“The United States and the European Commission have committed to a new Trans-Atlantic Data Privacy Framework, which will regulate trans-Atlantic data flows and address the concerns raised by the Court of Justice of the European Union when it struck down in 2020 the Commission’s adequacy decision underlying the EU-US Privacy Shield framework,” says the White House Statement.  The new agreement brings to an end a long period of legal uncertainty between the two governments. 

This is a new framework for cross-border data transfers, providing some much-needed relief for the bigh technology firms who manage large international loud data flows, including Meta, Microsoft and Google.    

“We have found an agreement in principle on a new framework for trans-Atlantic data flows,” European Commission President Ursula von der Leyen said at a joint press conference with US President Joe Biden recently…. This will enable predictable, trustworthy data flows between the EU and the US, safeguarding privacy and civil liberties.”

The legal uncertainty hanging over EU-U.S. data flows has led to European data protection agencies issuing orders against flows of personal data passing via products such as Google Analytics, Google Fonts and Stripe and others. Facebook’s lead EU regulator, the Irish Data Protection Commissioner, has  sent a new draft to Meta, in a multi-year complaint related to its EU-US data flows. At least, that is what  Meta has been hoping would happen as it sought to delay earlier enforcement.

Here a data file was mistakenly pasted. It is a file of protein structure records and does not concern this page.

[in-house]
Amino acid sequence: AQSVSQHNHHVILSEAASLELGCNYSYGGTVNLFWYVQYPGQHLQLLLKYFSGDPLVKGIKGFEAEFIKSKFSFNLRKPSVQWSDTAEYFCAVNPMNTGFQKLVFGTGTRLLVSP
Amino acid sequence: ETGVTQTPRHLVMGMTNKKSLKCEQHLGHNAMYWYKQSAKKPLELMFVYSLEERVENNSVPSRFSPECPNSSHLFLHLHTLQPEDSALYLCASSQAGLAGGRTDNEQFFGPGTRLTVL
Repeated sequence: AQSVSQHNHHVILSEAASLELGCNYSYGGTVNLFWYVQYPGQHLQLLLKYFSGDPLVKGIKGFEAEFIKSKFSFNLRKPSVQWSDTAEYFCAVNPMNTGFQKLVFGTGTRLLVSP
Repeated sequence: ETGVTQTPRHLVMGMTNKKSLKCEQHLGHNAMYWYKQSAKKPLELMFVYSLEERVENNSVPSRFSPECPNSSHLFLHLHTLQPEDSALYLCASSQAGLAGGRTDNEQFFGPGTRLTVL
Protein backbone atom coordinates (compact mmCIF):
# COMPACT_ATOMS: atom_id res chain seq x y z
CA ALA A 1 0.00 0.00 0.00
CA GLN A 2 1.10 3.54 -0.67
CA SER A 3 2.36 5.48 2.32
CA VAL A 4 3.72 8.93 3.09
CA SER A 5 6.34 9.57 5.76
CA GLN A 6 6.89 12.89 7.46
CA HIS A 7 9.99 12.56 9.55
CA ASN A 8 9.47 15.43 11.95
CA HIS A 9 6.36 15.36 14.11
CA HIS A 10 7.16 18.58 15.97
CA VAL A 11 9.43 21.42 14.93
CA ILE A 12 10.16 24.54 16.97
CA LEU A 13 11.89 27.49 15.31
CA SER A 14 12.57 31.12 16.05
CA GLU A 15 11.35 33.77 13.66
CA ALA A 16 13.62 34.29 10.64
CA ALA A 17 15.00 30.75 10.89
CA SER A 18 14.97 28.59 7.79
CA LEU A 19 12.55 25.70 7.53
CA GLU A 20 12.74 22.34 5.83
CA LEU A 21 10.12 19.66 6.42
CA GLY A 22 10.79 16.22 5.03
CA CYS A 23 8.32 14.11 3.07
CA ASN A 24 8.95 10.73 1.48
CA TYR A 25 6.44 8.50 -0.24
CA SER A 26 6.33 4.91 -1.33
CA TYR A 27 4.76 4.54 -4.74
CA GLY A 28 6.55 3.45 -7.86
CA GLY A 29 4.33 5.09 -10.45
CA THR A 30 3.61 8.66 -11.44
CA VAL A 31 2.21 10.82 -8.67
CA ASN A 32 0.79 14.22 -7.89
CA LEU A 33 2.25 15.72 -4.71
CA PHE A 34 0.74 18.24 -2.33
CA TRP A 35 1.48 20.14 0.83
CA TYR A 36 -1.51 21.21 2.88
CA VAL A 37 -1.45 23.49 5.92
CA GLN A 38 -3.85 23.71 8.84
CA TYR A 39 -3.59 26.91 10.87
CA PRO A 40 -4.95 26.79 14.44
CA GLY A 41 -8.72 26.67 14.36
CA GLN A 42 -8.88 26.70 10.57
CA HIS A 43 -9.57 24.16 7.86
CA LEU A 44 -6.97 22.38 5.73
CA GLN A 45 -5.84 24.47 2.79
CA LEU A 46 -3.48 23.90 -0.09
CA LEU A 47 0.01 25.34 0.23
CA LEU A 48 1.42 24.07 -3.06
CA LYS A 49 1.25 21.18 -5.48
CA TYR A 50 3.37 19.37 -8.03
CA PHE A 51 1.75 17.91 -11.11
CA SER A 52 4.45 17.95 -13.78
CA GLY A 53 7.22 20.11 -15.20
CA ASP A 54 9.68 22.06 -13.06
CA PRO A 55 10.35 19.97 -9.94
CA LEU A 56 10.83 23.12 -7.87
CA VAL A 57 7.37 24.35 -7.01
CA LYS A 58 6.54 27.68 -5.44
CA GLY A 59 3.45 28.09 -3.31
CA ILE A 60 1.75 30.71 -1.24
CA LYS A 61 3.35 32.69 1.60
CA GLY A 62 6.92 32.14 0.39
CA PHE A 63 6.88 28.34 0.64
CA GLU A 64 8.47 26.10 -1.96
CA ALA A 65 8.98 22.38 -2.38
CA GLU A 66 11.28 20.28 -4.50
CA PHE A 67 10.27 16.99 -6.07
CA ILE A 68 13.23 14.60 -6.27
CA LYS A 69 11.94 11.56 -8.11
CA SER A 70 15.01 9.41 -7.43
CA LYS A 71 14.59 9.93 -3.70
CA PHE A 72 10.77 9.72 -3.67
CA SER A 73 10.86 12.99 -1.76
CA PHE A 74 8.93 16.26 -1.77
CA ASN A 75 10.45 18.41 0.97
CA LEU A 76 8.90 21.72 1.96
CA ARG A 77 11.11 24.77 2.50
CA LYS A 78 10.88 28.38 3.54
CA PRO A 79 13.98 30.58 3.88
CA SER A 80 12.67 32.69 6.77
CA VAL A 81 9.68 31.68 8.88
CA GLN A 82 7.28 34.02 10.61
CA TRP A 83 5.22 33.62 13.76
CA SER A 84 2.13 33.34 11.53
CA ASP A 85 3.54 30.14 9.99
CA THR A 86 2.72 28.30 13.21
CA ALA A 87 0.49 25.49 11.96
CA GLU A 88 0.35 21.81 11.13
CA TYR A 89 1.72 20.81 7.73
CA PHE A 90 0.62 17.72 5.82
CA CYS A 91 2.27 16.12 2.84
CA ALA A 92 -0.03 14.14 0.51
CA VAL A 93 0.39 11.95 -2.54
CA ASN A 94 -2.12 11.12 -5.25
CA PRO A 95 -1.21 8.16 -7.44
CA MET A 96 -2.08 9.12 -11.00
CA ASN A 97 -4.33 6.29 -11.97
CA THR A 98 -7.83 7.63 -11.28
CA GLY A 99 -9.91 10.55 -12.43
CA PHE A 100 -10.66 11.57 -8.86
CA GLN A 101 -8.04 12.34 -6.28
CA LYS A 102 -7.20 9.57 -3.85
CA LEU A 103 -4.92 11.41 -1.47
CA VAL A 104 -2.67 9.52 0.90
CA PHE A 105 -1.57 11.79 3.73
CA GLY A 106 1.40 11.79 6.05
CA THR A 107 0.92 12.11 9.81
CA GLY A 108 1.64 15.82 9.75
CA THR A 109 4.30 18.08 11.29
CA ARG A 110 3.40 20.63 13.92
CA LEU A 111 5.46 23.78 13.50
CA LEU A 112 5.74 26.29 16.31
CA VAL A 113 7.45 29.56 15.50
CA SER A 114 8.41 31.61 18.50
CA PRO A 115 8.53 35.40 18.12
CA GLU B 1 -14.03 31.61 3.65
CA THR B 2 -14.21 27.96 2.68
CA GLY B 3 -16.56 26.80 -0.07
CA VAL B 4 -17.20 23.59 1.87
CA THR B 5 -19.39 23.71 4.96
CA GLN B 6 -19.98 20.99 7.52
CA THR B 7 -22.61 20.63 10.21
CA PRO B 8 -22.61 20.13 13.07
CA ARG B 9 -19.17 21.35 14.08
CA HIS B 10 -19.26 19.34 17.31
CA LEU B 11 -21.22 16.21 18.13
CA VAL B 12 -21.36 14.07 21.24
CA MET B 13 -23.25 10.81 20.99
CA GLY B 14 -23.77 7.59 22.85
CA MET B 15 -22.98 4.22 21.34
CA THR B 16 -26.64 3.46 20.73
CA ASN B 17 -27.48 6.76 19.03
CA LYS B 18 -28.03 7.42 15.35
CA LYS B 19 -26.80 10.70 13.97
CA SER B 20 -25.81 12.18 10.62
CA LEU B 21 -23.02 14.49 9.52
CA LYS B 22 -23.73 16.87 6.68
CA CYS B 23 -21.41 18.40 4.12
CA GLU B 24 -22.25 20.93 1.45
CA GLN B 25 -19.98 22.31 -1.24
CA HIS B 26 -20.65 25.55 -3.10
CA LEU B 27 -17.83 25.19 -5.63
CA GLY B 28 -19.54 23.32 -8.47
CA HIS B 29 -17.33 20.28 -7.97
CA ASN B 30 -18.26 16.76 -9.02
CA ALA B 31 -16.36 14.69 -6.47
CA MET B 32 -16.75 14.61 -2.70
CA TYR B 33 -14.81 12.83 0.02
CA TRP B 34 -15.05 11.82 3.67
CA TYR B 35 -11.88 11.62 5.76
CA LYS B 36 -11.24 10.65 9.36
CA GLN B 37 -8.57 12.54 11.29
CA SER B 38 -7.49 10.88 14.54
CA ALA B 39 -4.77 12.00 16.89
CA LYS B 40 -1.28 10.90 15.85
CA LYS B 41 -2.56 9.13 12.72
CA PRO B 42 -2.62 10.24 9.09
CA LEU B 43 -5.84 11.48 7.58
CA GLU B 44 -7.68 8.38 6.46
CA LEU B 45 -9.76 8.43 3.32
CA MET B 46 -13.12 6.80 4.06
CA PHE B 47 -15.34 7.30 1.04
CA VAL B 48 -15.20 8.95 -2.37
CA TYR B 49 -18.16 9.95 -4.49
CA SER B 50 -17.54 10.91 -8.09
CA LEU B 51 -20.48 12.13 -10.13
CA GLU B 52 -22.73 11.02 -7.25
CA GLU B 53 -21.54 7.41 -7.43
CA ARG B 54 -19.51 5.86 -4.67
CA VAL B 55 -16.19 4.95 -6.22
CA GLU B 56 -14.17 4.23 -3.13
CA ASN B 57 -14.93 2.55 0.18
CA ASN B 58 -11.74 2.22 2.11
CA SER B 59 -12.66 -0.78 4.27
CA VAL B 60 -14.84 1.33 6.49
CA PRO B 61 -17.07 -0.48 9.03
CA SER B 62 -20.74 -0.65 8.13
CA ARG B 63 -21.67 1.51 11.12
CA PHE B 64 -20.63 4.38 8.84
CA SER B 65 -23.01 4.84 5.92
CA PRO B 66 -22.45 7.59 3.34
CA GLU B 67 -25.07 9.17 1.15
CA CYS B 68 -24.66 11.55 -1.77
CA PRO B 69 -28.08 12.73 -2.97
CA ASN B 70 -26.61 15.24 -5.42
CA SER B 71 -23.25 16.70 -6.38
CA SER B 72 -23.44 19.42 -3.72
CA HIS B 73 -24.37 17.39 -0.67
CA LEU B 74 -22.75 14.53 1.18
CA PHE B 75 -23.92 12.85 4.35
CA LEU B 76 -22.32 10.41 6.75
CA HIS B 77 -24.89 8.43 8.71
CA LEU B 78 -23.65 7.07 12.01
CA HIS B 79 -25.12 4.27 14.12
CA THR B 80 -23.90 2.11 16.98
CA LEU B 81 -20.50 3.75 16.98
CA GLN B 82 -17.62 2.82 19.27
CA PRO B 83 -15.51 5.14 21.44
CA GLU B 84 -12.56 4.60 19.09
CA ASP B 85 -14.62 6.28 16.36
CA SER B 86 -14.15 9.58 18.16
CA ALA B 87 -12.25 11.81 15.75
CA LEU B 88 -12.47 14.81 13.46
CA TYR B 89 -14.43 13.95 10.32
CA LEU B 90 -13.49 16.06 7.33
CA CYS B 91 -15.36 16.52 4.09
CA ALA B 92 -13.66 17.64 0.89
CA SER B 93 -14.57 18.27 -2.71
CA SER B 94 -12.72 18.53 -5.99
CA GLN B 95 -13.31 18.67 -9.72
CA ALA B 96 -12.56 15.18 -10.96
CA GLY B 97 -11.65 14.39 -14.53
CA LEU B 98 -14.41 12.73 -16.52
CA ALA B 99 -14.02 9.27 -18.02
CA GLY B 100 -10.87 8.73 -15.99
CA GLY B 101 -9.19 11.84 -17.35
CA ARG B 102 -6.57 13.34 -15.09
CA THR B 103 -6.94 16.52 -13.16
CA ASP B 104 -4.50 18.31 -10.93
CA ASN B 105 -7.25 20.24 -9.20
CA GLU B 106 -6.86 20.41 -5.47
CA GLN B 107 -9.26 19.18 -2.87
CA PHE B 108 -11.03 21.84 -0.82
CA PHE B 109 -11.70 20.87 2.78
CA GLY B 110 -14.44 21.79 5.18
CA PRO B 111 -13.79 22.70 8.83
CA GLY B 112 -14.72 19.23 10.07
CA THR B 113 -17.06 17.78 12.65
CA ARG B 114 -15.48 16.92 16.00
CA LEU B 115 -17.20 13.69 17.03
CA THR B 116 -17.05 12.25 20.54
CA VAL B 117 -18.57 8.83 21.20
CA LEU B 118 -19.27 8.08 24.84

The detail of what has been agreed by the EU and US in principle although how exactly the two sides have managed to close the gap between what remain two very differently oriented legal systems, is not clear.

The sustainability of the deal will ultimately depend upon fine detail and uncertainty over EU-US data transfers  extends further than 2020 when a long -standing predecessor agreement, called Safe Harbor, was invalidated by Europe’s top court in 2015 over the same disagreement between EU privacy rights and US surveillance laws. This dynamic means that any replacement deal faces the daunting prospect of fresh legal challenges to test how robust it is when it comes to ensuring that EU citizens’ rights are adequately protected when their data flows to the US.

“We managed to balance security and the right to privacy and data protection,” von der Leyen said. She referrred to the new  agreement “balanced and effective” but provided no specifics on what has actually been decided.

EU citizens will now be able to seek redress from “a new multi-layer redress mechanism that includes an “independent Data Protection Review Court” that the US administration says would consist of individuals “chosen from outside the US Government who would have full authority to adjudicate claims and direct remedial measures as needed”. 

The response from the technology industry to the news of another revived data transfer deal was universally positive. Both  Google and  Meta has been asking recently for the two sides to come up with a viable compromise, was quick to welcome the announcement.

Source: Cyber Security Intelligence